Colchester County High School for Girls - Items filtered by date: November 2016




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Information for candidates

Guidelines when referring to examinations/assessments through the Internet

This document has been written to help you. Please read it carefully.

We all like to share our experiences when taking examinations. However, it is important to consider what you say. Your comments may lead to an investigation for malpractice and result in the application of a penalty.

Awarding bodies monitor social media and websites. They do not wish to see candidates jeopardise their marks or grades as there are significant consequences for anyone caught breaching the rules for examinations, controlled assessment or coursework.

The rules are set by the Joint Council for QualificationsCIC (JCQCIC) on behalf of all the awarding bodies and can be found at:

Examples of statements or activities that will lead to a malpractice investigation include:

• copying or allowing work to be copied – i.e. posting written work on social networking sites prior to an examination/assessment;
• collusion: working collaboratively with other candidates beyond what is permitted;
• allowing others to help produce your work or helping others with theirs;
• being in possession of confidential material in advance of the examination;
• exchanging, obtaining, receiving or passing on information by any means of communication (even if just attempting to);
• passing on rumours of exam content from another candidate.
This list is not exhaustive. Other instances of candidate malpractice may be considered by an awarding body.
If you are found guilty of breaching any of these rules you could find yourself facing:
• a warning;
• the loss of marks for a section, component or unit;
• disqualification from a unit, all units or qualifications; or
• a ban from sitting exams for a set period of time.

You must familiarise yourself with the rules:

Take care to avoid possible malpractice and the application of a penalty.

JCQcic 2014

Published in Examinations




This notice has been produced on behalf of:

AQA, OCR, Pearson and WJEC

Information for candidates: non-examination assessments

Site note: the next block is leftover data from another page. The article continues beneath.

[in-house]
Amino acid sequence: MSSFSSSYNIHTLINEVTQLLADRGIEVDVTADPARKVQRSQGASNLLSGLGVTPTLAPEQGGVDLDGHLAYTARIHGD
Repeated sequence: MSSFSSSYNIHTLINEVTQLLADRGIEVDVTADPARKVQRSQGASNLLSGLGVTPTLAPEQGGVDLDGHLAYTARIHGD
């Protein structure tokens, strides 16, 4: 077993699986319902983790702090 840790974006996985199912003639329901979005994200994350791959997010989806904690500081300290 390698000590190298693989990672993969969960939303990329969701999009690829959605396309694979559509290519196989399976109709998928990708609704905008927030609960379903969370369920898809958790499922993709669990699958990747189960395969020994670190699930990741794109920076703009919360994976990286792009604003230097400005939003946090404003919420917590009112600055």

This document tells you about some things that you must and must not do when you are completing your work.

When you submit your work for marking, the awarding body will normally require you to sign an authentication statement confirming that you have read and followed these regulations.

If there is anything that you do not understand, you must ask your teacher or lecturer.

In some subjects you will have an opportunity to do some independent research into a topic.

The research you do may involve looking for information in published sources such as textbooks, encyclopedias, journals, TV, radio, and on the internet.

Using information from published sources (including the internet) as the basis for your assignment is a good way to demonstrate your knowledge and understanding of a subject. You must take care how you use this material though - you cannot copy it and claim it as your own work.

The regulations state that:
“the work which you submit for assessment must be your own”;
“you must not copy from someone else or allow another candidate to copy from you”.

When producing a piece of written work, if you use the same wording as a published source you must place quotation marks around the passage and state where it came from. This is called “referencing”. You must make sure that you give detailed references for everything in your work which is not in your own words. A reference from a printed book or journal should show the name of the author, the year of publication and the page number, for example: (Morrison, 2000, pg.29).